Adrian Spalding believes that conservationists have gone rather over the top in relatability, in the idea that people and wildlife are inextricably linked in a sort of master−servant relationship. ‘People and Nature’ is the mantra of nearly every wildlife body from government agencies to the Wildlife Trusts, and even the specialist charities. We hang radio collars around the necks of rare animals and give them names as though they were pets. We care for endangered plants as though they grow in our garden. We deliberately choose big, glamorous species to release simply because we like them. Spalding thinks that all this is wrong, that wild species have an existence entirely separate from Homo sapiens in time and space, in their lives, in their habitat, and in their evolutionary and historical past (and future). Wild animals are not a version of ourselves and we should respect their integrity, their separateness. Species shorn of this separateness he dubs ‘McDonald’s species’. ‘We have lost sight of what wildlife is about.’ He is one with John Muir, who wanted to preserve ‘forests, rivers, mountains, not for Man, but from Man, for themselves’.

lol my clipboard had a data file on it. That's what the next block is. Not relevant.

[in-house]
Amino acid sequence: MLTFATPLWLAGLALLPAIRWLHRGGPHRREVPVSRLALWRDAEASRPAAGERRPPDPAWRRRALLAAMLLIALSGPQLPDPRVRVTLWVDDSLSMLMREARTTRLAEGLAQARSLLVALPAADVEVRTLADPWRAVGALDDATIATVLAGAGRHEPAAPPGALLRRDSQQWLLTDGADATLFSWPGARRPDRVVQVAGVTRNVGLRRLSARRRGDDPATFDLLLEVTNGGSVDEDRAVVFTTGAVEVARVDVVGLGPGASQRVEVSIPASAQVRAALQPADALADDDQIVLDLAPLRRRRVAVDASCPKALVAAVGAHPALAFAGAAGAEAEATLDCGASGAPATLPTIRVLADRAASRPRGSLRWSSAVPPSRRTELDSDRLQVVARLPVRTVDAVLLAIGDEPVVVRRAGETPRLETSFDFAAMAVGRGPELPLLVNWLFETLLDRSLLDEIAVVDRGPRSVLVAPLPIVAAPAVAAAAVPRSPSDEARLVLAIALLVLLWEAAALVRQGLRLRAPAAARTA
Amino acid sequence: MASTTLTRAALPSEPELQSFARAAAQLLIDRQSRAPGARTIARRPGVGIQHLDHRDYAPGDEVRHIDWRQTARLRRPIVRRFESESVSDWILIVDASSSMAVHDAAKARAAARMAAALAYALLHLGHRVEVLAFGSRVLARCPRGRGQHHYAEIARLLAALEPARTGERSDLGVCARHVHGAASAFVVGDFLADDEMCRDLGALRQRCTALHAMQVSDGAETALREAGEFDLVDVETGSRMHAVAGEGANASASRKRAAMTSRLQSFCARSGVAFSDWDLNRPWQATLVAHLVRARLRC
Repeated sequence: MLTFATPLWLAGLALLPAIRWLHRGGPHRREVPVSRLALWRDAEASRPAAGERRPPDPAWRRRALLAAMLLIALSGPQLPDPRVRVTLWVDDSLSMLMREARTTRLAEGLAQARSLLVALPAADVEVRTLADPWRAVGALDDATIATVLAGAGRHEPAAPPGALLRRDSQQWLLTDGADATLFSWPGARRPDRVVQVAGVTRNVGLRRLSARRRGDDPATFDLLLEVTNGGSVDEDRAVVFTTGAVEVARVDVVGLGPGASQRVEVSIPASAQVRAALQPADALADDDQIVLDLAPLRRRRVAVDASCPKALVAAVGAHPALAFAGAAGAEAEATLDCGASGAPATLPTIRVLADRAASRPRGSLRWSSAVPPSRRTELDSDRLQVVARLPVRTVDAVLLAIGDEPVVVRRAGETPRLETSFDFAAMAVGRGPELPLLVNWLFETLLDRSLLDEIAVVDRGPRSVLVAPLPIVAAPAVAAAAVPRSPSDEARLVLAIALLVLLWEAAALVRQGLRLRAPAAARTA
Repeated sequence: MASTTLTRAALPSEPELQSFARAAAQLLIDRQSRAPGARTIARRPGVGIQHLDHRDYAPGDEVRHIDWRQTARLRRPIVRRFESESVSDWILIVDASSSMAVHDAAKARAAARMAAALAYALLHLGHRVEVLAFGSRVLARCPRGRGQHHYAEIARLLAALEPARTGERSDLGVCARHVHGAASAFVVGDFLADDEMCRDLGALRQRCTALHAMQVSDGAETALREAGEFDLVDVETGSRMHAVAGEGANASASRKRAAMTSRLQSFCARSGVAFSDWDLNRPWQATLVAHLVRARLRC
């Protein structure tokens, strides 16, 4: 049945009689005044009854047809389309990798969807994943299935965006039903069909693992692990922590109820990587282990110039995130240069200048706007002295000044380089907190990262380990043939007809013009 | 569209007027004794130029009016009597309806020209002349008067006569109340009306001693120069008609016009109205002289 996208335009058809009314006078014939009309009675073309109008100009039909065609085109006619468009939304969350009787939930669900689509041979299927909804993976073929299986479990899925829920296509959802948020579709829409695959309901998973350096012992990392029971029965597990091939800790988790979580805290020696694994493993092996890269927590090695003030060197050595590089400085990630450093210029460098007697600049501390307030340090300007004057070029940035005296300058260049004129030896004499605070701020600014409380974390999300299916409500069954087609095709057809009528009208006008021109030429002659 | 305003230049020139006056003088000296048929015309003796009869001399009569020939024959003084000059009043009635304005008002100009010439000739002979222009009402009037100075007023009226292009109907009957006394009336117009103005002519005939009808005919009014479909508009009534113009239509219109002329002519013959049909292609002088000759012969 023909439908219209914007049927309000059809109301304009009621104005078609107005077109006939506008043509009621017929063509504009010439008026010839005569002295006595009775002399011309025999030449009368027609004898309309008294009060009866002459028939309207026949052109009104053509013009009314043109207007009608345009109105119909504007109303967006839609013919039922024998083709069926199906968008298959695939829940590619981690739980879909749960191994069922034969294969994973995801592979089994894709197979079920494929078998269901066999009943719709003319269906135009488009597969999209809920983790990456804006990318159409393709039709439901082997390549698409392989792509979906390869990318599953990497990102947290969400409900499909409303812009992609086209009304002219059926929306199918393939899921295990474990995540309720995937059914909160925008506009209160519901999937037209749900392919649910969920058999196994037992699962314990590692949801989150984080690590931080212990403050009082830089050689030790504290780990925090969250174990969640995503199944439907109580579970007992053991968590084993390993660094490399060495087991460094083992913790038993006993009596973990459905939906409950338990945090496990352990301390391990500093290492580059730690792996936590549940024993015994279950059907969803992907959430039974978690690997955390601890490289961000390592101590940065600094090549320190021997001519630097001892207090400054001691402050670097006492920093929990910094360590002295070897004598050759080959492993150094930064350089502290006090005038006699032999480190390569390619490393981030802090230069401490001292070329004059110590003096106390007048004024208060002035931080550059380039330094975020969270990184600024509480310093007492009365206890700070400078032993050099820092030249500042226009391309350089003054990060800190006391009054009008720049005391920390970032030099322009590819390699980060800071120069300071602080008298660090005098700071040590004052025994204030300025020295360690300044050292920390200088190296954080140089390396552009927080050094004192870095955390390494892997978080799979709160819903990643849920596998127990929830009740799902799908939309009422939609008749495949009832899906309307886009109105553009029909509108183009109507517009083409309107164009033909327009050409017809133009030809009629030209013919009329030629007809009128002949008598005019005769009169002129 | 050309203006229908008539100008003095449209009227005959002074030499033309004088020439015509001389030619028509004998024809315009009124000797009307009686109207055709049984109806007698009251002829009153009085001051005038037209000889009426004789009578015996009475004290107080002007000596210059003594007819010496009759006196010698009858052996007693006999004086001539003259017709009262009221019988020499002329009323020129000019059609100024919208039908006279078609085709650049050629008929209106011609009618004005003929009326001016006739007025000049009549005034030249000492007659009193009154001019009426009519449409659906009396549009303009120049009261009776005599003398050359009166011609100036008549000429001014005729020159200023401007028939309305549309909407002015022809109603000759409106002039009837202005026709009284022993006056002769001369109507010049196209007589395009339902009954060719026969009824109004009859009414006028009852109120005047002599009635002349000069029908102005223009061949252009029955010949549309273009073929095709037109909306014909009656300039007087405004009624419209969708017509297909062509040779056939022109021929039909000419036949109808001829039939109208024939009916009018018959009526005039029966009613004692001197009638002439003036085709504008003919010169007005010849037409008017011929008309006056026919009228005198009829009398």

I suspect that many naturalists will have sympathy with this view and are mildly dismayed at the way in which nature conservation has morphed into the micromanagement of a largely human agenda. Spalding pads out his argument with examples, especially butterflies and moths, but they are so many and so lengthy that they tend to distract more than enlighten. And just when one might expect to find a summary and perhaps some practical advice, it ends abruptly, as though there were nothing more to say.
Like most of us, the author is happiest when he is talking about natural history, and his own encounters with wildlife around the world. The unstated subtext is that naturalists tend to make poor administrators and that good administrators are seldom good naturalists. That, I suspect, is the reality behind the abstractive talk about perception, connection and illusion.